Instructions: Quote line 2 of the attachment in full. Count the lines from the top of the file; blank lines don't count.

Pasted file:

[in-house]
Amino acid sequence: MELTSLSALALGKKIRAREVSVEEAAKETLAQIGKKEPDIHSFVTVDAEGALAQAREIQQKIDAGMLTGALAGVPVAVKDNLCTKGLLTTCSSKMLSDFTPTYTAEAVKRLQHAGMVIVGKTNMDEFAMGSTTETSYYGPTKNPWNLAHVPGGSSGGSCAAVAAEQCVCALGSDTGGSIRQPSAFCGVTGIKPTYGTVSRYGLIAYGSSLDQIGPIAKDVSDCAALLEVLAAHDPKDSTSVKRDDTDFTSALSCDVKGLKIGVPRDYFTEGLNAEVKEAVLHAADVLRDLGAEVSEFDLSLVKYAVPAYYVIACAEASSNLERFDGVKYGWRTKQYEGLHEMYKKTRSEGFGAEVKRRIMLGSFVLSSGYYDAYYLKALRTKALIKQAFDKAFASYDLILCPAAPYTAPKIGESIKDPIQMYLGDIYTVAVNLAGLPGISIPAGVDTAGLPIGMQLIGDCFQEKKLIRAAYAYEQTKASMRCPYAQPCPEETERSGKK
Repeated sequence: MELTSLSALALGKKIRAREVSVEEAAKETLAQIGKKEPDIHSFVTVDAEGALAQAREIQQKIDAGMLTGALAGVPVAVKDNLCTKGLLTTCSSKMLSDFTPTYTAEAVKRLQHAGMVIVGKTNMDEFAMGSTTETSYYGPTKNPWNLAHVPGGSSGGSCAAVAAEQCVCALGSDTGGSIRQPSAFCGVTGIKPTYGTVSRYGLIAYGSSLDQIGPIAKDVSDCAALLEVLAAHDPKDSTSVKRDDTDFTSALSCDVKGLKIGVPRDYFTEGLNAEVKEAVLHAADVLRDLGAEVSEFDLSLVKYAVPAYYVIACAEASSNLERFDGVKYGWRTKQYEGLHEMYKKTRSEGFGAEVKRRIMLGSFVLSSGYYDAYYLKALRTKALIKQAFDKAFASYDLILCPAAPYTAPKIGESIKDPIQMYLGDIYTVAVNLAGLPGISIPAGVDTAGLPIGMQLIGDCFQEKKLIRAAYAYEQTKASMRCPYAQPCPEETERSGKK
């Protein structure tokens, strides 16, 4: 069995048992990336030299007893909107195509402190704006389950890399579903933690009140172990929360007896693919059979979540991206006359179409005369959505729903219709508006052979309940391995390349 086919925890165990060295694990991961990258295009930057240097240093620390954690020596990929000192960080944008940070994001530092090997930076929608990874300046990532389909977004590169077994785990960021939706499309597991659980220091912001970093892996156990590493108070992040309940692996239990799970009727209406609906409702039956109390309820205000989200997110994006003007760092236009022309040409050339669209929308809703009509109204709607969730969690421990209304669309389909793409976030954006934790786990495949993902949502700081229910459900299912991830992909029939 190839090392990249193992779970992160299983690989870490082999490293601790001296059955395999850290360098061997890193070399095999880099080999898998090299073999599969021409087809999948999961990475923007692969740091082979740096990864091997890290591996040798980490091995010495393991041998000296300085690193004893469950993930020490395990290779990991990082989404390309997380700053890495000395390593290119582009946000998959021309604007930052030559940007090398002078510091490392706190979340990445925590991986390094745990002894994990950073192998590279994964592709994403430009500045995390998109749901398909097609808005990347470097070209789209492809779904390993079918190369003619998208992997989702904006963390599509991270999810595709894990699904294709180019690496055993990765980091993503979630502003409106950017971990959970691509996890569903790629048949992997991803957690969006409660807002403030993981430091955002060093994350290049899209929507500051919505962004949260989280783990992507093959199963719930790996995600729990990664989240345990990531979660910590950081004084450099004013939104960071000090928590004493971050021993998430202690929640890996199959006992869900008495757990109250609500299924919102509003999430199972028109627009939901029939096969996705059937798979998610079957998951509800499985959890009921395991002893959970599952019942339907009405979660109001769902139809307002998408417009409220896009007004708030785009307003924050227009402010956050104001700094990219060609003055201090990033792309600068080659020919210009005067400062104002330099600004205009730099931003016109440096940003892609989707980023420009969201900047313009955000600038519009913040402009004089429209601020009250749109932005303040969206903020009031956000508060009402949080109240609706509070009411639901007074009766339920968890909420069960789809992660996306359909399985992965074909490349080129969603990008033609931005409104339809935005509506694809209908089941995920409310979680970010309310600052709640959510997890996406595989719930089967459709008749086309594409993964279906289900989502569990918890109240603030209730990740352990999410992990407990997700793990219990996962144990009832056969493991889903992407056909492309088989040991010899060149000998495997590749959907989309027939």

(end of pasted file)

Amino acid sequence: MELTSLSALALGKKIRAREVSVEEAAKETLAQIGKKEPDIHSFVTVDAEGALAQAREIQQKIDAGMLTGALAGVPVAVKDNLCTKGLLTTCSSKMLSDFTPTYTAEAVKRLQHAGMVIVGKTNMDEFAMGSTTETSYYGPTKNPWNLAHVPGGSSGGSCAAVAAEQCVCALGSDTGGSIRQPSAFCGVTGIKPTYGTVSRYGLIAYGSSLDQIGPIAKDVSDCAALLEVLAAHDPKDSTSVKRDDTDFTSALSCDVKGLKIGVPRDYFTEGLNAEVKEAVLHAADVLRDLGAEVSEFDLSLVKYAVPAYYVIACAEASSNLERFDGVKYGWRTKQYEGLHEMYKKTRSEGFGAEVKRRIMLGSFVLSSGYYDAYYLKALRTKALIKQAFDKAFASYDLILCPAAPYTAPKIGESIKDPIQMYLGDIYTVAVNLAGLPGISIPAGVDTAGLPIGMQLIGDCFQEKKLIRAAYAYEQTKASMRCPYAQPCPEETERSGKK